AC Saltlander Green Wheatgrass is a hybrid selected for persistence in alkaline and salt soils. AC Saltlander is very palatable, unlike other grass species adapted to alkaline and salt soils. A recent practice in wheatgrass breeding has been the development of interspecific hybrids in the quest for “hybrid vigor”. Quackgrass was one of the major parental species in this effort, in particular for hybridization with bluebunch wheatgrass and crested wheatgrass. AC Saltlander Green Wheatgrass is a result of those efforts and it is an excellent choice for saline soil plantings. AC Saltlander Green wheatgrass is an advanced-generation hybrid between quackgrass (Elymus repens) and bluebunch wheatgrass (Pseudoroegneria spicata). It has fair to good forage quality for cattle, sheep and horses.
In 1989 the Agricultural Research Service and the Utah Agricultural Experiment Station released the cultivar NewHy Wheatgrass (Agropyron spicatum x repens= Pseudoroegneria spicata x Elytrigia repens). NewHy has largely disappeared from production and AC Saltlander is a new improved cultivar.
AC Saltlander contains the drought tolerance and high palatability of the native bluebunch wheatgrass combined with the grazing tolerance of quackgrass. It is well-adapted to harsh habitats and saline environments. AC Saltlander shines where other alkali and salt tolerant species fall short. Tall Wheatgrass, for example, is commonly planted in high salt areas and it grows well but is rank and not palatable. AC Satlander performs as well or better than Tall Wheatgrass with the added benefit of being highly palatable.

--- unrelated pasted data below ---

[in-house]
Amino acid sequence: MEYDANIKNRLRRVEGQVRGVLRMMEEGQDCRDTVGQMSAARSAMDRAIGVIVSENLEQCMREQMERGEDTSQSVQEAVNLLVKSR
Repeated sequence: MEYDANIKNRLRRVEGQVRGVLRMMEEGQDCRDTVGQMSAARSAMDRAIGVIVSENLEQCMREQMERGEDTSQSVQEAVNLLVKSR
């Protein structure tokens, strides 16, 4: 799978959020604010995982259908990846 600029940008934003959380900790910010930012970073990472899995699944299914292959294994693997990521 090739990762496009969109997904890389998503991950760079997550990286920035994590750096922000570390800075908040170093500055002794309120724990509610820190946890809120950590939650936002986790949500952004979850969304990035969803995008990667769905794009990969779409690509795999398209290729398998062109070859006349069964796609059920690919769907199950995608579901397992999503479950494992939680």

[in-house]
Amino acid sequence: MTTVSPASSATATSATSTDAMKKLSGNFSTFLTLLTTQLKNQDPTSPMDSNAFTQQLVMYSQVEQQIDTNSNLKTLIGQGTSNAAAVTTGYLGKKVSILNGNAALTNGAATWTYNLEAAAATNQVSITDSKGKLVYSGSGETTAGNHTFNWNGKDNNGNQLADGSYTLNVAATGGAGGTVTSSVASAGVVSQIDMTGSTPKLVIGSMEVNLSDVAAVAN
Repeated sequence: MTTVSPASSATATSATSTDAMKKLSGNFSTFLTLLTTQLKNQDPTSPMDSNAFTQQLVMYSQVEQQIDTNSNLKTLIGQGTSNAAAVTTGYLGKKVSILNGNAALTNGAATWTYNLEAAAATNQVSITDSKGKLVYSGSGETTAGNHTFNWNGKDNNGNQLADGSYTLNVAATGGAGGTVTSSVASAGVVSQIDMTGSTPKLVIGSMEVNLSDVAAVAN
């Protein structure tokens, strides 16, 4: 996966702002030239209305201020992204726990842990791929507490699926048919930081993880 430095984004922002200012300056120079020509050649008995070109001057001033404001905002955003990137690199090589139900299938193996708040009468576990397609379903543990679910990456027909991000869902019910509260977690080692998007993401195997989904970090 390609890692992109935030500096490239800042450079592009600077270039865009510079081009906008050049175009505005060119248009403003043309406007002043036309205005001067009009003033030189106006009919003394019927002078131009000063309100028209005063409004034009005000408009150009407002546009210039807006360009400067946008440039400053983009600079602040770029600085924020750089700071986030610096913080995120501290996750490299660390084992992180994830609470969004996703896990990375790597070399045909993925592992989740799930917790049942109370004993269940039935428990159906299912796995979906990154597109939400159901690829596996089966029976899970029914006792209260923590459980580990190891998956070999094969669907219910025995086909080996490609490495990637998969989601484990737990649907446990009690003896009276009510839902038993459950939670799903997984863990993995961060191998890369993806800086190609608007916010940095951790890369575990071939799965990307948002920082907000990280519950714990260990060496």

AC SALTLANDER GREEN WHEATGRASS ATTRIBUTES:
- Especially suited for erosion control and reclamation on slight to moderate saline soils.
- Demonstrates exceptional salinity tolerance, better than intermediate, matches’ tall wheatgrass and exceeds Newhy RS Wheatgrass. Its extensive root system allows it to be useful in dewatering saline seep discharge areas.
- Selected for overall salinity tolerance, winter hardiness, and desirable plant form.
- Is a long lived perennial grass that is adapted to semiarid rangeland.
- Likes to receive 13″ of precipitation annually. It has similar drought tolerance as intermediate wheatgrass.
- Increased grazing tolerance and persistency on range sites and pasture.
- If properly managed it produces comparable quality yield of forage as brome and orchard grass in non-saline conditions.
- Is palatable; it has a low growth point which allows for flexible grazing and hay management.
- Resists moderate grazing pressure after establishment and recovers rapidly after grazing of defoliation.
- Produces aggressively spreading rhizomes which allow the stand to fill in. Under favorable conditions can displace foxtail barley.
- Is a cool season grass; its leaves remain greener and more succulent during the late summer, unlike other wheat grasses.
Excellent stands have been obtained on dry land range sites when seed is planted late enough in the fall to ensure it does not germinate until the spring. (Especially in saline sites). But spring seeding allows for more opportunity to eliminate competing weeks and is the recommended method.
Recommended seeding rates are 5-10 lbs per acre
Seedlings are vigorous and establish themselves rapidly under relatively harsh conditions.
It is important to prepare a firm seed bed. Seeds must be planted deep enough to ensure adequate moisture, but never planted deeper than 3/4″. Seedling at excessive depths will almost always result in partial to complete stand failure.
Minimal fertilizer should be applied during early seedling development. From 40 to 60 lbs. per acre of available nitrogen is recommended on mature plantings during the fall when tillers are developing or in the early spring.
Hybrid wheatgrass is especially suited for erosion control and reclamation on slight to moderate saline soils.
OUR AC SALTLANDER is seed certified by the Idaho Crop Improvement Association and is treated with 35% pinnacle seed coating to aid in distribution, seed germination and establishment.